The Helen Schuler Nature Centre has been collecting local plant and wildlife sighting data, within a 100 km radius of the City of Lethbridge, since the early 1990’s.
Sightings are reported by Nature Centre staff and volunteers, as well as residents of Lethbridge, and compiled into the Nature Centre’s BioBase.
Citizen Science Sightings
The Nature Centre encourages residents and visitors to track what they are seeing outside by sharing observations on applications like iNaturalist or eBird. These platforms help you to identify the plants and animals around you and connect you with a large community of other citizen scientists and naturalists.
Sharing your observations helps create quality data for scientists working to better understand and protect nature. Consulting recent sightings on iNaturalist or eBird will help anyone planning an excursion in our river valley and wanting to know what to expect at certain times of year.
Ecosystems in Lethbridge
Each ecosystem in Lethbridge's river valley supports a variety of different animals and plants! Be sure to explore all of the different ecosystems on your outdoor adventures.
Lethbridge is located within the grasslands natural region of Alberta. Throughout the grasslands the dominant vegetation is grass; the terrain is flat or slightly rolling.
Lethbridge has a semi-arid climate receiving an average of 30-40 cm of precipitation annually. Spending time in the wide-open spaces of the grasslands region will reveal a diversity of living things that have adapted to the relatively harsh conditions of the area.
It is estimated that only 40 per cent of Alberta's native grasslands remain, mainly located in the South-East part of the province.
What is a coulee? Coulees are the steep-sided, v-shaped valleys found along the river throughout Lethbridge. In Southern Alberta, coulees were formed when the last glaciers retreated from our area. Since that time, the coulees have been eroded by water and wind. Coulees are a sanctuary for wildlife and home to hundreds of native plant species.
One of the first things you will notice in the coulees is the striking difference between plant growth on north and south-facing slopes. The direction of the sun’s rays on the hottest part of a summer day and the prevailing dry wind throughout the year focus on south-facing slopes. As a result, slopes facing south or southwest are quite desert-like, and a lot of bare soil is visible. Dry, sparse grasses mingle with large, widely-spaced patches of prickly-pear cactus, skunkbush, and sagebrush.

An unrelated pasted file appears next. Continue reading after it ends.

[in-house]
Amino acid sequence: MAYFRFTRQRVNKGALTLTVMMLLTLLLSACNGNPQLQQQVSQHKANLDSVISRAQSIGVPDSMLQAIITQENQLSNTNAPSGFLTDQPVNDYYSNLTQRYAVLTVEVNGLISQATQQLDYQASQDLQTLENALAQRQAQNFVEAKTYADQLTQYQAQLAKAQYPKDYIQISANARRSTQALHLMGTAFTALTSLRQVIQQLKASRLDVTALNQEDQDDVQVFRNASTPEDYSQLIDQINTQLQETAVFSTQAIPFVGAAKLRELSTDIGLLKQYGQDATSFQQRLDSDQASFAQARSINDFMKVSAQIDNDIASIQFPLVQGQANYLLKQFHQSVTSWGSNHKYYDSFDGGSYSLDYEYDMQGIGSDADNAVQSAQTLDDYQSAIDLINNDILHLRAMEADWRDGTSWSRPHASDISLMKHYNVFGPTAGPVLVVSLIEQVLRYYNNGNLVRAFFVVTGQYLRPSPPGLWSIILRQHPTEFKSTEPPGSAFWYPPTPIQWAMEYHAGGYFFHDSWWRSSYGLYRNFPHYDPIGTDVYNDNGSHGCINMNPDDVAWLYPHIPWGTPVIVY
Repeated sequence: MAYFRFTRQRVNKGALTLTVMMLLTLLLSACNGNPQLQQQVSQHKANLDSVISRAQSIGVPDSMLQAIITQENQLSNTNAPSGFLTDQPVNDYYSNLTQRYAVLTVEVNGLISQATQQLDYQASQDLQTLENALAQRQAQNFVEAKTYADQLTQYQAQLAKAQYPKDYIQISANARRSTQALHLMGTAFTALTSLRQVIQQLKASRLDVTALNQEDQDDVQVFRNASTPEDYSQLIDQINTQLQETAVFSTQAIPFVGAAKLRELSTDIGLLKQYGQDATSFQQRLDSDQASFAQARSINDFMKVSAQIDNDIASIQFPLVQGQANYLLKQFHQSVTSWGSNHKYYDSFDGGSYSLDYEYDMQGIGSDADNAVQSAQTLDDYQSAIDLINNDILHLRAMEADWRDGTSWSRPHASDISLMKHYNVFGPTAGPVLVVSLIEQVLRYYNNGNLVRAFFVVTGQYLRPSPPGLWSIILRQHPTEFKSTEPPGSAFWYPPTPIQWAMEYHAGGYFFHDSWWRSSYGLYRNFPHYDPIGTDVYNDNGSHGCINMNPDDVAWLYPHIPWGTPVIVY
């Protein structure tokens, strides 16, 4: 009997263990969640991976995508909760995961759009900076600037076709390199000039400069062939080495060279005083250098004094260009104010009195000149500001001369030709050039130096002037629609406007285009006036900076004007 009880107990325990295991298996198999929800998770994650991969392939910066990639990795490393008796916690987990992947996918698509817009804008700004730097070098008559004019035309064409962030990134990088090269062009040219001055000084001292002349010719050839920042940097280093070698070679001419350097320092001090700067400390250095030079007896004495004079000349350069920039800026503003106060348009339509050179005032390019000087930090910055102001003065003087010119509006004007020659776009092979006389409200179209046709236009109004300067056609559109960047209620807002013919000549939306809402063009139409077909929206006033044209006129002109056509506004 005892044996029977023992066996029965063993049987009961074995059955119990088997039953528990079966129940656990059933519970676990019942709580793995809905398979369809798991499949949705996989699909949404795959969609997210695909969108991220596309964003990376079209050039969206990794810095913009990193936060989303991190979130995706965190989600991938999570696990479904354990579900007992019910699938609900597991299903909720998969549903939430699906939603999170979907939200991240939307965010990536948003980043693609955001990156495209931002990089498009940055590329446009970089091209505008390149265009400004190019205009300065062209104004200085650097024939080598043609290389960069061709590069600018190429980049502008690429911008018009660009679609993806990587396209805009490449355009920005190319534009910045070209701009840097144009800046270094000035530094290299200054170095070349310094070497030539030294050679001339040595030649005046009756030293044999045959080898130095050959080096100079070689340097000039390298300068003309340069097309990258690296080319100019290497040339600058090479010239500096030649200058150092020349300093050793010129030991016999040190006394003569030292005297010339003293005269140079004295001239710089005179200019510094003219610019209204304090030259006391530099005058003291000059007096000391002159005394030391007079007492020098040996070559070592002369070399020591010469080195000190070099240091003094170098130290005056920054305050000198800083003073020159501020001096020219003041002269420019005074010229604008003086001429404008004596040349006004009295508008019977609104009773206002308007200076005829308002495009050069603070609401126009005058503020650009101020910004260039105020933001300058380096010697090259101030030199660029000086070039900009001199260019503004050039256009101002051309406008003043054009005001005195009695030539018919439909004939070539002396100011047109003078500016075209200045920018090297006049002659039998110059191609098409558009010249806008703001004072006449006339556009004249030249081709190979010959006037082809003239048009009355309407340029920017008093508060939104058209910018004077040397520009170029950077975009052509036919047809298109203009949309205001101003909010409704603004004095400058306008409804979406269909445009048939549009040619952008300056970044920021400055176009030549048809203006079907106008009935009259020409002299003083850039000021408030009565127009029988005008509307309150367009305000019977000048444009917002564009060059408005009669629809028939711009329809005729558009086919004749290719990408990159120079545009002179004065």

North-facing slopes are more protected from the sun and Chinook winds, and so retain moisture longer. They are characterized by dense areas of grasses, yarrow, cut-leaved anemone, prairie crocus, smooth blue beardtongue, and three-flowered avens. Low-growing saskatoon, snowberry shrubs, and creeping juniper also survive on north-facing slopes.
On the coulee ridge-tops, or bench, look for low-growing plants, such as cushion milk vetch, early locoweed, moss phlox, scarlet mallow, blue grama grass, and pincushion cactus.
Dense tangles of chokecherry, rose, western clematis, and thorny buffaloberry flourish in the coulee bottoms. Goldenrod, aster, brown-eyed Susan, Drummond’s milkvetch, sunflower, prairie coneflower, wild bergamot, and many others are also found here.
Did you know? Lethbridge is home to a small population of Prairie Rattlesnakes. It is important to learn how to live safely in Rattlesnake territory.
Research suggests that our hybrid poplar forests support greater densities of insects and birds than single-species poplar forests.
Floodplain & Cottonwood Forest
With very rare exceptions, the native trees found in the river valleys in the prairies of southern Alberta are all poplars. Three different species can be found, including the Plains or Western Cottonwood (Populus deltoides), the Balsam Poplar (Populus balsamifera), and the Narrowleaf Cottonwood (Populus angustifolia). The area from Brocket to Lethbridge is unique, being the only place in the world where these three poplar species interbreed to produce hybrids. This hybridization creates a very diverse forest with a wide range of leaf shapes and branching patterns. Research suggests that our hybrid poplar forests support greater densities of insects and birds than single-species poplar forests.